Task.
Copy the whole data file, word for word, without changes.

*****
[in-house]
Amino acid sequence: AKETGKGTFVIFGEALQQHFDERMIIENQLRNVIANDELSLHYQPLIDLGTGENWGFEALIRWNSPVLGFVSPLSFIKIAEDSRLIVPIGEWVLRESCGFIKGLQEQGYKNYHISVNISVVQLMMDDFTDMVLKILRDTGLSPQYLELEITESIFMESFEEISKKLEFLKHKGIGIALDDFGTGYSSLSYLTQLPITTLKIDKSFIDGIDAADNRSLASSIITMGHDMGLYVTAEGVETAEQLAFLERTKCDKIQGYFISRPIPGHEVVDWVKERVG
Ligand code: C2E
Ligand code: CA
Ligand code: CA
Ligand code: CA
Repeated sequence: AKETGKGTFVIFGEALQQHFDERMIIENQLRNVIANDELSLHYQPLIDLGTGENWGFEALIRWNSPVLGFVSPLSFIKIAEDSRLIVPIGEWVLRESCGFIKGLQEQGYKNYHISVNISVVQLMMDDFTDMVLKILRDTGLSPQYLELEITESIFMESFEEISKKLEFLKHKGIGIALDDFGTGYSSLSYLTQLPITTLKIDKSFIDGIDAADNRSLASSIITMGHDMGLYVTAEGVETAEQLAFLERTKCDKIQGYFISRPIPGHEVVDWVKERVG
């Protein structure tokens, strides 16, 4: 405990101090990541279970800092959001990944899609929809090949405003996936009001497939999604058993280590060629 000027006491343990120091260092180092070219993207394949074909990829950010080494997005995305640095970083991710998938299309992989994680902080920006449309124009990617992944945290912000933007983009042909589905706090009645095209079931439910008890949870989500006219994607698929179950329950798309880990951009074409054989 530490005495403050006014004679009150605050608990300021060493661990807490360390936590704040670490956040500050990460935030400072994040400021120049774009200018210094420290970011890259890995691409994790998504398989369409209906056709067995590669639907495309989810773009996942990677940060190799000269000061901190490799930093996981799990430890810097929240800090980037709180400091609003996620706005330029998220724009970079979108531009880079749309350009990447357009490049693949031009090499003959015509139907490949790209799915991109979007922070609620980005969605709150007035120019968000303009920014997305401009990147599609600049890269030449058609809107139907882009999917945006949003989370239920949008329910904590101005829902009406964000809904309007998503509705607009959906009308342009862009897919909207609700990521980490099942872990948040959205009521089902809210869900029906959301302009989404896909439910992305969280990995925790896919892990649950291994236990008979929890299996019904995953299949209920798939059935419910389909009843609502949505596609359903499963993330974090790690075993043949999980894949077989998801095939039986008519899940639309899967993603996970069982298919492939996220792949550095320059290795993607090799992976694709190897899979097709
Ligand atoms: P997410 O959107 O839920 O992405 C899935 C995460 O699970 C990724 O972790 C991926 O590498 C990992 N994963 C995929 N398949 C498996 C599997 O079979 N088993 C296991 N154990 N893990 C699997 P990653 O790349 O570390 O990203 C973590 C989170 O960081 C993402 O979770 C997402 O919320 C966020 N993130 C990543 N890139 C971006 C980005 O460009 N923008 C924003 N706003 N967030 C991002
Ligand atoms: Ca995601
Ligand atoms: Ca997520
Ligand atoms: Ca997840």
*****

[in-house]
Amino acid sequence: AKETGKGTFVIFGEALQQHFDERMIIENQLRNVIANDELSLHYQPLIDLGTGENWGFEALIRWNSPVLGFVSPLSFIKIAEDSRLIVPIGEWVLRESCGFIKGLQEQGYKNYHISVNISVVQLMMDDFTDMVLKILRDTGLSPQYLELEITESIFMESFEEISKKLEFLKHKGIGIALDDFGTGYSSLSYLTQLPITTLKIDKSFIDGIDAADNRSLASSIITMGHDMGLYVTAEGVETAEQLAFLERTKCDKIQGYFISRPIPGHEVVDWVKERVG
Ligand code: C2E
Ligand code: CA
Ligand code: CA
Ligand code: CA
Repeated sequence: AKETGKGTFVIFGEALQQHFDERMIIENQLRNVIANDELSLHYQPLIDLGTGENWGFEALIRWNSPVLGFVSPLSFIKIAEDSRLIVPIGEWVLRESCGFIKGLQEQGYKNYHISVNISVVQLMMDDFTDMVLKILRDTGLSPQYLELEITESIFMESFEEISKKLEFLKHKGIGIALDDFGTGYSSLSYLTQLPITTLKIDKSFIDGIDAADNRSLASSIITMGHDMGLYVTAEGVETAEQLAFLERTKCDKIQGYFISRPIPGHEVVDWVKERVG
């Protein structure tokens, strides 16, 4: 405990101090990541279970800092959001990944899609929809090949405003996936009001497939999604058993280590060629 000027006491343990120091260092180092070219993207394949074909990829950010080494997005995305640095970083991710998938299309992989994680902080920006449309124009990617992944945290912000933007983009042909589905706090009645095209079931439910008890949870989500006219994607698929179950329950798309880990951009074409054989 530490005495403050006014004679009150605050608990300021060493661990807490360390936590704040670490956040500050990460935030400072994040400021120049774009200018210094420290970011890259890995691409994790998504398989369409209906056709067995590669639907495309989810773009996942990677940060190799000269000061901190490799930093996981799990430890810097929240800090980037709180400091609003996620706005330029998220724009970079979108531009880079749309350009990447357009490049693949031009090499003959015509139907490949790209799915991109979007922070609620980005969605709150007035120019968000303009920014997305401009990147599609600049890269030449058609809107139907882009999917945006949003989370239920949008329910904590101005829902009406964000809904309007998503509705607009959906009308342009862009897919909207609700990521980490099942872990948040959205009521089902809210869900029906959301302009989404896909439910992305969280990995925790896919892990649950291994236990008979929890299996019904995953299949209920798939059935419910389909009843609502949505596609359903499963993330974090790690075993043949999980894949077989998801095939039986008519899940639309899967993603996970069982298919492939996220792949550095320059290795993607090799992976694709190897899979097709
Ligand atoms: P997410 O959107 O839920 O992405 C899935 C995460 O699970 C990724 O972790 C991926 O590498 C990992 N994963 C995929 N398949 C498996 C599997 O079979 N088993 C296991 N154990 N893990 C699997 P990653 O790349 O570390 O990203 C973590 C989170 O960081 C993402 O979770 C997402 O919320 C966020 N993130 C990543 N890139 C971006 C980005 O460009 N923008 C924003 N706003 N967030 C991002
Ligand atoms: Ca995601
Ligand atoms: Ca997520
Ligand atoms: Ca997840």